US pilots who fly the Boeing 737 Max have registered complaints about the way the jet has performed in flight, according to a federal database accessed by CNN.
In one of the complaints, a captain reported an autopilot anomaly which led to a brief nose-down situation -- where the front of the aircraft pointed down, according to the federal database. In another complaint, a first officer reported that the aircraft pitched nose down after the autopilot was engaged during departure. The autopilot was then disconnected and flight continued to its destination, according to the database.
Although the data doesn't identify the pilots or their airlines, two US carriers fly the 737 Max 8: American Airlines and Southwest.
Extraordinary worldwide attention has been focused on the jet -- Boeing's biggest-selling airliner -- after Sunday's crash of a new Ethiopian Airlines 737 Max 8, minutes after takeoff from Addis Abba, which killed all 157 people on board. It was the second deadly crash of the same new plane type within five months. The crash of Lion Air Flight 610 shortly after takeoff from Jakarta last October killed all 189 people on board.
It's very early in the investigation of the Ethiopian Airlines crash and information from the flight data recorder and cockpit voice recorder, which have been recovered from the crash site, has not yet been analyzed. Because of that, there is no direct evidence linking the two plane crashes.
Nonetheless, much of the world's aviation regulators have grounded the 737 Max -- either the Max 8 or both the 8 and 9 version -- which is a longer model of the Max flown by US-based United Airlines. All three airlines say the plane is safe and have continued to fly it. The FAA has so far declined to ground the plane.
Southwest Airlines' pilots union is standing by the airline's decision to continue to fly the Max. Southwest has 34 737 Max 8s -- the largest fleet in the US. American operates 24 Max 8s and United flies 14 Max 9s.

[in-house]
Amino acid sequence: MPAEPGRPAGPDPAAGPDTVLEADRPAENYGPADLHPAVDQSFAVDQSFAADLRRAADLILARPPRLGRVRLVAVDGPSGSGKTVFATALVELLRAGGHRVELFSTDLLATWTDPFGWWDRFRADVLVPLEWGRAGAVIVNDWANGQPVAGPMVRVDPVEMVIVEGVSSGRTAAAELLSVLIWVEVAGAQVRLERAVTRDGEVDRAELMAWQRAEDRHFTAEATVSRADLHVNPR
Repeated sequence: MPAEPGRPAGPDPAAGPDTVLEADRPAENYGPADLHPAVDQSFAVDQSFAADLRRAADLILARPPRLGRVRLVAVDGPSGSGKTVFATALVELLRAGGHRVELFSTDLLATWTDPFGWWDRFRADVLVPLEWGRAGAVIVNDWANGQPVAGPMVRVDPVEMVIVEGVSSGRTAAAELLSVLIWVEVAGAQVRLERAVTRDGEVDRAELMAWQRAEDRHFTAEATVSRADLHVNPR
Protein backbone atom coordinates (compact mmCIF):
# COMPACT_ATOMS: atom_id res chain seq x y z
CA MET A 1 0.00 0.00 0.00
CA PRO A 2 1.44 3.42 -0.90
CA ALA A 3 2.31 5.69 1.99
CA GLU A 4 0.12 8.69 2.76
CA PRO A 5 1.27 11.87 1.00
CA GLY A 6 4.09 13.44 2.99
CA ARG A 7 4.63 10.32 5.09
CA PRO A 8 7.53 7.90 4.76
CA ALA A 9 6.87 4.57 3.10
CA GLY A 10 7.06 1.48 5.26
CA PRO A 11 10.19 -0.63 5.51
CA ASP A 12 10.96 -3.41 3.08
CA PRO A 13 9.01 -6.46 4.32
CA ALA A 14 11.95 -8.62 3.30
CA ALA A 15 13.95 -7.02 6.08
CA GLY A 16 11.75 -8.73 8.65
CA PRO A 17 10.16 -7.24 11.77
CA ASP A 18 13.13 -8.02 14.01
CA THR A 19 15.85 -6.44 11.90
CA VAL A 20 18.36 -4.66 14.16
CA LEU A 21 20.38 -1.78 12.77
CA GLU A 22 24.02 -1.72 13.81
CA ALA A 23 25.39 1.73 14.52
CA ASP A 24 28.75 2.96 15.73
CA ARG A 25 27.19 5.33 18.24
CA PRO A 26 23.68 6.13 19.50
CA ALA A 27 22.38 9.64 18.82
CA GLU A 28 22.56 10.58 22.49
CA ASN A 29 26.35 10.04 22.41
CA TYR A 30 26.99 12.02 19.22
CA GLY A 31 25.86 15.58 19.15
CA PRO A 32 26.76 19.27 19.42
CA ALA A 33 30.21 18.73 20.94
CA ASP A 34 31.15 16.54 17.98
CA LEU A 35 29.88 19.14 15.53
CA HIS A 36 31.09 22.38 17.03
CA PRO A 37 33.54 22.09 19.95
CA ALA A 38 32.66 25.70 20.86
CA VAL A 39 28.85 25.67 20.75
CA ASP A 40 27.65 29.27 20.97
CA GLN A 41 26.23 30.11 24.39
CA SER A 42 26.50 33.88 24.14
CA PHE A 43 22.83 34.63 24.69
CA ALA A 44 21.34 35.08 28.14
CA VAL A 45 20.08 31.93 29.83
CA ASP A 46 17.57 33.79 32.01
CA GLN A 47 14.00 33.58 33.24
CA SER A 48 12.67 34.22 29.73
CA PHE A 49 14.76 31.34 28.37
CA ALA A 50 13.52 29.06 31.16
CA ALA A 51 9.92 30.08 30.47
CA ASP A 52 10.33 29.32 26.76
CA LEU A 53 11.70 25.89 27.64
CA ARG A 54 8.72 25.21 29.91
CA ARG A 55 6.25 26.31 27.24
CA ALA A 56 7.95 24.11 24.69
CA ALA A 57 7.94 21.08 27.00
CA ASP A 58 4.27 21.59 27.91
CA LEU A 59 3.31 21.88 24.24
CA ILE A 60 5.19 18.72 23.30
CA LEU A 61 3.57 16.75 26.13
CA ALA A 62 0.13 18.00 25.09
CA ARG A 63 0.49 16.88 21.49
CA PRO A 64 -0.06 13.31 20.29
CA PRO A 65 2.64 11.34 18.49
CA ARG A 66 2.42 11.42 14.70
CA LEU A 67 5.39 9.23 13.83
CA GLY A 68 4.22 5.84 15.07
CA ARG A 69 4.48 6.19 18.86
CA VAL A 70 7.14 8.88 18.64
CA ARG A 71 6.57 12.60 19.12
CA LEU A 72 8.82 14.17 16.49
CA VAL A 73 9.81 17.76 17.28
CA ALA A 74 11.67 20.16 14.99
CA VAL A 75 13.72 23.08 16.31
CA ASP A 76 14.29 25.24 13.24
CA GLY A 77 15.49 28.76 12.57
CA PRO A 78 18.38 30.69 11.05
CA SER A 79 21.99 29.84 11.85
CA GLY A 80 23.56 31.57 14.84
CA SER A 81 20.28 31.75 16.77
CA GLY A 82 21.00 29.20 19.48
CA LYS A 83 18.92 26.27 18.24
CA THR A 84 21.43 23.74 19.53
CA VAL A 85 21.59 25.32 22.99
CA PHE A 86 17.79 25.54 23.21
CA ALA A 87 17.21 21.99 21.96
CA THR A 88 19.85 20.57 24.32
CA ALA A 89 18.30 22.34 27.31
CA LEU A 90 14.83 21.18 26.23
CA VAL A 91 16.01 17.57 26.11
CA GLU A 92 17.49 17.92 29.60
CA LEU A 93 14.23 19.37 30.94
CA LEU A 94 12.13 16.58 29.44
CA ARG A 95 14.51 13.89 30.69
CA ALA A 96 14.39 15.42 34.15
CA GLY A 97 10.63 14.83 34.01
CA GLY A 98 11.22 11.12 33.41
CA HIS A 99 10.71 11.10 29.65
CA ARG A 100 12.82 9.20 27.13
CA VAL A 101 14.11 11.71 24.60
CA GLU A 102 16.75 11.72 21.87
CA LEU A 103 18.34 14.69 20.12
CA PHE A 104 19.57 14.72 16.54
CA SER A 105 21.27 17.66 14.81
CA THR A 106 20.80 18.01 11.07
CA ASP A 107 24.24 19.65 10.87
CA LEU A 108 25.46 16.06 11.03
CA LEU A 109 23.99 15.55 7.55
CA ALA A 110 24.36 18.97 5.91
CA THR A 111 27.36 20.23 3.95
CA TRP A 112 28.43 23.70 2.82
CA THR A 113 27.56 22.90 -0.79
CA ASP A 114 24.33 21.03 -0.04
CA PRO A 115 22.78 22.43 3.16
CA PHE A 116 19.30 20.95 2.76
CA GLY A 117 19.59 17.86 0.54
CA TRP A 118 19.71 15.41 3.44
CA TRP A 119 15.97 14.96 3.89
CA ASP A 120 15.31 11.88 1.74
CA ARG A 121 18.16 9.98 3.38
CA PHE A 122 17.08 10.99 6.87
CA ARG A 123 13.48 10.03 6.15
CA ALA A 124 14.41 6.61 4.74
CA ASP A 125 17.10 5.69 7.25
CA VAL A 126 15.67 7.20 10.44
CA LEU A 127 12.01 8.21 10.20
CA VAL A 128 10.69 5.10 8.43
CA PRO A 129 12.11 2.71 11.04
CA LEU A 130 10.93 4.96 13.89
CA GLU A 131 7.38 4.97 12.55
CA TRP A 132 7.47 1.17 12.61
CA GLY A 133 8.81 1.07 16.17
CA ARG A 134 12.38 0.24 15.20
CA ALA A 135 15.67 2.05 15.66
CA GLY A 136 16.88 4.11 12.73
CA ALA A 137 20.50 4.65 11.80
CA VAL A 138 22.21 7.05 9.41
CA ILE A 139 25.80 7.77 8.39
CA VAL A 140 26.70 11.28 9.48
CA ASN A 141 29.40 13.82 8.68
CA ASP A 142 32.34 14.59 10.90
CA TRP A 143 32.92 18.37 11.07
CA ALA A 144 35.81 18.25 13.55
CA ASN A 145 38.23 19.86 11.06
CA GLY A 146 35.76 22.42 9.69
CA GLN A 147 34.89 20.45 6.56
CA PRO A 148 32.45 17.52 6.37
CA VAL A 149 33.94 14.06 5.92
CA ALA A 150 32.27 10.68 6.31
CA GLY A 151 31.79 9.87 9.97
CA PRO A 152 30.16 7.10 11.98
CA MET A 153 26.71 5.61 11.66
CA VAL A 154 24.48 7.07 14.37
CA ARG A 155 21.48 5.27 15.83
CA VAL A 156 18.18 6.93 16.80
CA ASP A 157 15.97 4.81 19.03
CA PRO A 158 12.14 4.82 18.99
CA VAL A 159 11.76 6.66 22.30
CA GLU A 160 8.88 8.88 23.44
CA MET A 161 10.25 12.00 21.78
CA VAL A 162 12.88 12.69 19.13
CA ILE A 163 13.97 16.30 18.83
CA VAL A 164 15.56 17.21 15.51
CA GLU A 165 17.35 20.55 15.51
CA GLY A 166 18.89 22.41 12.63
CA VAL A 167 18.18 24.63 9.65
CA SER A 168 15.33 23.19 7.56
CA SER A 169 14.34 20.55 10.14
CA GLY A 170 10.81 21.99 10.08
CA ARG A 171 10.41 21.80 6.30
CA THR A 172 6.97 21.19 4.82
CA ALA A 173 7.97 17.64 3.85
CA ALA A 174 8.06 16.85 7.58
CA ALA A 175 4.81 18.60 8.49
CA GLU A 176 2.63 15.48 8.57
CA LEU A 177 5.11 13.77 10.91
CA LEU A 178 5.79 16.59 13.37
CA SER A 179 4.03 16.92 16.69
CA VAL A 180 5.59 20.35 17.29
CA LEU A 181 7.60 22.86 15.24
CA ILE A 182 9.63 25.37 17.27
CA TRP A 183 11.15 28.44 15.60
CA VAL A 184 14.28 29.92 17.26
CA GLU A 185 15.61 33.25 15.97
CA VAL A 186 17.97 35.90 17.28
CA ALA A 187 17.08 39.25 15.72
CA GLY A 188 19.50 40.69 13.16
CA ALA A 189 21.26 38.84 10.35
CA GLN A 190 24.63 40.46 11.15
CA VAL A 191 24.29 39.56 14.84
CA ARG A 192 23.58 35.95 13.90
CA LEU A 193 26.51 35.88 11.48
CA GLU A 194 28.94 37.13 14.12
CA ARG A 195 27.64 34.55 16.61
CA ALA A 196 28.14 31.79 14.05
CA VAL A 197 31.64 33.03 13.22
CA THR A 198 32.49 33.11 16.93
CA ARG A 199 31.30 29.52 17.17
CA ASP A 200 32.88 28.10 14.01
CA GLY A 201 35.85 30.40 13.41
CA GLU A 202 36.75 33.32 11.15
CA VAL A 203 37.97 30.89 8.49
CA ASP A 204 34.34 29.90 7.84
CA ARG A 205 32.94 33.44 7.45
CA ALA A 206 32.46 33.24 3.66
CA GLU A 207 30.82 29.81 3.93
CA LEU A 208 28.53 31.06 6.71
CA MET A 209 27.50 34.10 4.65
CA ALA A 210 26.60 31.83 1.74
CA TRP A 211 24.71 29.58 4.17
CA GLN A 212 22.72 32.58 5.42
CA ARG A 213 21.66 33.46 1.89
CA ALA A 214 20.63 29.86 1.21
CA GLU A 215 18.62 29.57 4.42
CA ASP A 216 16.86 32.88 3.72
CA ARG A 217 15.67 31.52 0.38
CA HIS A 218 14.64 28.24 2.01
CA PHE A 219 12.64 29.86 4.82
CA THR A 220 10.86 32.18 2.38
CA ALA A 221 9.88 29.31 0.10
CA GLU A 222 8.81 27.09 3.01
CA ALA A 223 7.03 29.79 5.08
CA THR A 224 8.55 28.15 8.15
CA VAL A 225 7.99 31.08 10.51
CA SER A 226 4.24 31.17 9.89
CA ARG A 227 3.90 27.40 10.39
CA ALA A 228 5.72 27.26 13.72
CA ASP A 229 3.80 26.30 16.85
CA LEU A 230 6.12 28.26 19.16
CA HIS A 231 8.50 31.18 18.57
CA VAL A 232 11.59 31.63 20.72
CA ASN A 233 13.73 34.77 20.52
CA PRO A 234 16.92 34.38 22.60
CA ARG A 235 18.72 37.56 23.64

Pilot: Flight manual is 'inadequate and almost criminally insufficient'
Other pilot complaints from the federal database include a report saying it is "unconscionable" that Boeing, the US aviation regulatory agency (the Federal Aviation Administration) and the unnamed airline would have pilots flying without adequate training or sufficient documentation.
The same entry also charges that the flight manual "is inadequate and almost criminally insufficient."
The reports are further evidence that pilots in the US may have experienced something similar to what happened in the Lion Air incident.
Investigators in the Lion Air crash suspect it may have been caused by an angle of attack (AOA) sensor on the outside of the plane which transmitted incorrect data that could have triggered automated flight software called the Maneuvering Characteristics Augmentation System (MCAS) that forced the plane's nose down.
In November, after the Lion Air crash, Boeing issued an "Operations Manual Bulletin" advising airline operators how to address erroneous cockpit readings. It pointed airlines "to existing flight crew procedures to address circumstances where there is erroneous input from an AOA sensor," a Boeing statement said. The FAA later issued its own emergency airworthiness directive that advised pilots about how to respond to similar problems.
CNN has reached out to the FAA and Boeing for comment, but has not heard back.